the Dems have been far more consistent - read, extreme - in cleaving to their collectivist “ideological purity”. Socialism has had a loud voice in the Democratic Party, but capitalism has yet to find its political voice. The two ideological extremes are the primary combatants. The Left knows it. The Right doesn’t. The result: The political "middle" keeps moving Left.
Socialism, not surprisingly, is winning.
This was demonstrated once again in the recent tax deal
between the resurgent Republicans and President Obama.
President Obama’s recent tax compromise with the Republicans – extending all of the Bush tax cuts for two years coupled with a 13 month extension of unemployment benefits, among other things – infuriated his Left/liberal base like Move On.org.
More thoughtful Leftist supporters like Washington Post columnist E. J. Dionne did recognize that the deal gained more for Obama than many others believed. But he, too, was disturbed by Obama’s slap at his liberal base (Casting liberal allies aside will hurt Obama in the long run
. Citing the president’s description of liberal critics as “sanctimonious”, Dionne writes:
Obama's comments make you wonder: Whom does he think he can count on when conservatives try to repeal the health-care law, force cuts in programs he supports, investigate his administration down to the last pencil and continue to denounce him as an un-American socialist?
Dionne believes that “In the short term, Obama did get more than most liberals expected.” He goes on to describe those liberal gains in the tax deal and how it “achieves many progressive goals. “But”, he asks:
…in the long run, is Obama capable of winning the battles with the Republicans that this temporary agreement sets up?
Mr. Dionne is skeptical, but he appears to have missed something important. This is surprising to me, since I consider him one of the political scene's most astute observers – albeit from the Leftist side of the ideological divide. The GOP leadership may or may not have won tactically, but Obama presented a philosophical challenge that went unanswered. Simply listen to his “North Star” speech in response to a reporter’s question relating to his “core values”.
In his answer, Obama laid out clearly the nature of the political battle as he sees it. He made clear his belief in abstract ideals as a guiding “North Star” in determining the political direction of a country. He presented several analogies to make the point. This country’s Founding, he said, included a political compromise that would not have permitted him to “go through the front door” – clearly referring to the acceptance of slavery in defiance of the Declaration’s stated ideals – ideals that eventually would eradicate slavery. He also pointed to Social Security and Medicare, which “started out small, and grew”.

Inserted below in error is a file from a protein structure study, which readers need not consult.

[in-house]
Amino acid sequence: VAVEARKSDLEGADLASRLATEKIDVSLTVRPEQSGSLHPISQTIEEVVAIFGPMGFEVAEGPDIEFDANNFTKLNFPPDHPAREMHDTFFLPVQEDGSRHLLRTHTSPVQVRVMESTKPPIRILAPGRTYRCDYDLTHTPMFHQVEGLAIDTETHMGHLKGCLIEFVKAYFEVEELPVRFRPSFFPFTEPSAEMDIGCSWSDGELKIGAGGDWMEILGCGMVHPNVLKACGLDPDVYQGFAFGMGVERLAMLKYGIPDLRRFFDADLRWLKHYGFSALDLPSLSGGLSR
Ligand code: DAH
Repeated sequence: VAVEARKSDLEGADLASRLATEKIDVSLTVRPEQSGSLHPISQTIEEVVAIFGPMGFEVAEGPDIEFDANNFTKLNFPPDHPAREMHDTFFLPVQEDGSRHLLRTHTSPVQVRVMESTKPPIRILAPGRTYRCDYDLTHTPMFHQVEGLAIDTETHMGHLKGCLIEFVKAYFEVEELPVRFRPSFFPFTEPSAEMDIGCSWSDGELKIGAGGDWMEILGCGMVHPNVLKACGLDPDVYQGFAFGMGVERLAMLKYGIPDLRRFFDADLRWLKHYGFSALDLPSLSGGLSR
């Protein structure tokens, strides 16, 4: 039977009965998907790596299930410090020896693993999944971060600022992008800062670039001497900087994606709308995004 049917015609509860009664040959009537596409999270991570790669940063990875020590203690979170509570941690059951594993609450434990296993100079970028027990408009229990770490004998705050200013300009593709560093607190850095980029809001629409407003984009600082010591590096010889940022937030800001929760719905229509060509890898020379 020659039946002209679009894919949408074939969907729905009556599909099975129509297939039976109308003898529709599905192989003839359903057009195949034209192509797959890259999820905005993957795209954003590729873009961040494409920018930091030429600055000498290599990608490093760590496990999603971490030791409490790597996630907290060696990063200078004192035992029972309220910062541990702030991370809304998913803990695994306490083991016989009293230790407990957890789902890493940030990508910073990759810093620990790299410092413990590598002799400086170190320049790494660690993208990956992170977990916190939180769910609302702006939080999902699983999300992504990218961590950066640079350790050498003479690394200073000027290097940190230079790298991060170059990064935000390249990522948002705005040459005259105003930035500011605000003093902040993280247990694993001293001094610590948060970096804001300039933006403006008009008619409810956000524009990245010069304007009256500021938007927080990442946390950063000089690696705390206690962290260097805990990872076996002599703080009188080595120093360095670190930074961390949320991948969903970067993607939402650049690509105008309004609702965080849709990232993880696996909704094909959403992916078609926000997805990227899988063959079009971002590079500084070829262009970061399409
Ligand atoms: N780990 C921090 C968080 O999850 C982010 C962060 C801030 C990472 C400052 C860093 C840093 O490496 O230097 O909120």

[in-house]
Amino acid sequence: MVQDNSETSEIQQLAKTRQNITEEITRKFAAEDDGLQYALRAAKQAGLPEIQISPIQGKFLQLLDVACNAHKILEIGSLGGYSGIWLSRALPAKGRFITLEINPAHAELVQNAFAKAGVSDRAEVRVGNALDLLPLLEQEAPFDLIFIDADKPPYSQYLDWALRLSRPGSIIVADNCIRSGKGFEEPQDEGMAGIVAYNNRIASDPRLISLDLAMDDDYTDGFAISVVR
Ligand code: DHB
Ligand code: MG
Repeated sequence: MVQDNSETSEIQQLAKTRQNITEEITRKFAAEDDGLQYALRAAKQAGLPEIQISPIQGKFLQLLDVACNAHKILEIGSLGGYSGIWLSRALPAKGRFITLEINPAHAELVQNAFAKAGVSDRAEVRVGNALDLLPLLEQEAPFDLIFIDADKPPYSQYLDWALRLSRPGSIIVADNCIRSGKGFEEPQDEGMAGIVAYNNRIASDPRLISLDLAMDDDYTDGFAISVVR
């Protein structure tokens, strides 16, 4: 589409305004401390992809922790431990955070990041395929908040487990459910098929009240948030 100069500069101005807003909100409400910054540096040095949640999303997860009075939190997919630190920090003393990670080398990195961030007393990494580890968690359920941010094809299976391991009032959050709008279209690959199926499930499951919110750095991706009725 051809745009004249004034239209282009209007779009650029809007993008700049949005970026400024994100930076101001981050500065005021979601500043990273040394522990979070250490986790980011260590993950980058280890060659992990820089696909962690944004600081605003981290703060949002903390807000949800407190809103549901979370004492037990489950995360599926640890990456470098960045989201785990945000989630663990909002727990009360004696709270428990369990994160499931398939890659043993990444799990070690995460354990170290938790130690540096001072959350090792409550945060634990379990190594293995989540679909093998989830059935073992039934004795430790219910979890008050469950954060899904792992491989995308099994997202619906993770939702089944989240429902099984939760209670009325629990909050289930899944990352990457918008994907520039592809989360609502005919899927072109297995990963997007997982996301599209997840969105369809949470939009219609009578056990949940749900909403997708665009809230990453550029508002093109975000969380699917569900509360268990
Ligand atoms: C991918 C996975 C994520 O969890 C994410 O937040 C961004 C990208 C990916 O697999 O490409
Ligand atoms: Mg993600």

Obama’s referral to “the public option debate all over again” seemed like a confusing throw-in to many. But, seen from its proper perspective, which Obama articulated quite clearly, this analogy is not puzzling at all. He makes the pertinent point: The ObamaCare bill, even without the public option, advances the goal toward universal … i.e., socialized … healthcare – a “dream of Democrats for 100 years”. Obama “tacked this way or that”, but never lost his focus on that North Star.
Despite his rhetoric for the need to avoid “purist” abstract arguments in order to “get things done”, Obama clearly understands the value of abstract ideals to making concrete progress toward that North Star. Only one other president in my lifetime matches Obama’s philosophical acumen – Ronald Reagan. Reagan’s North Star was individualism. It served him well, for a time. Obama’s is collectivism. It continues to serve the Left well, even if they can’t see it. Since only the Democrats have cleaved consistently to their North Star in the abstract, the past hundred years has seen a steady drift toward collectivism’s political manifestation, socialism – despite numerous compromises and backing and filling. Obama’s first two years has seen a continuation – indeed an acceleration – of that trend. (For an in depth discussion, see my post of 10/6/10, “Extremists vs. the Moderates: Why the Left Keeps Winning, and the Right has been Powerless to Stop It”.)
Contrast the Republican take on the tax cut deal. They presented no North Star. They made some valid utilitarian arguments, but avoided any reference to core principles like free markets, the moral right to one’s earnings, individual rights. Much to my dismay, though not surprisingly, Obama seized the philosophical high ground for the Left, even though his Left base is too clueless to see it. He seized it, in typical fashion, by default. What this country needs is a knock down, no-holds-barred, polarizing ideological fight between the two extremes – collectivism and individualism. Collectivism has its voice in the White House. Individualism has no political voice (although culturally, it’s manifested implicitly in the Tea Party Movement).
Details of the tax compromise aside, Obama reaffirmed an unwavering commitment to his long-term goals. Sanctimony and purism was clearly on display, if one knows where to look. Obama won round one where it counts the most – on the philosophical battleground. This does not bode well for freedom lovers. But with the Tea Party roiling the waters, there is still hope.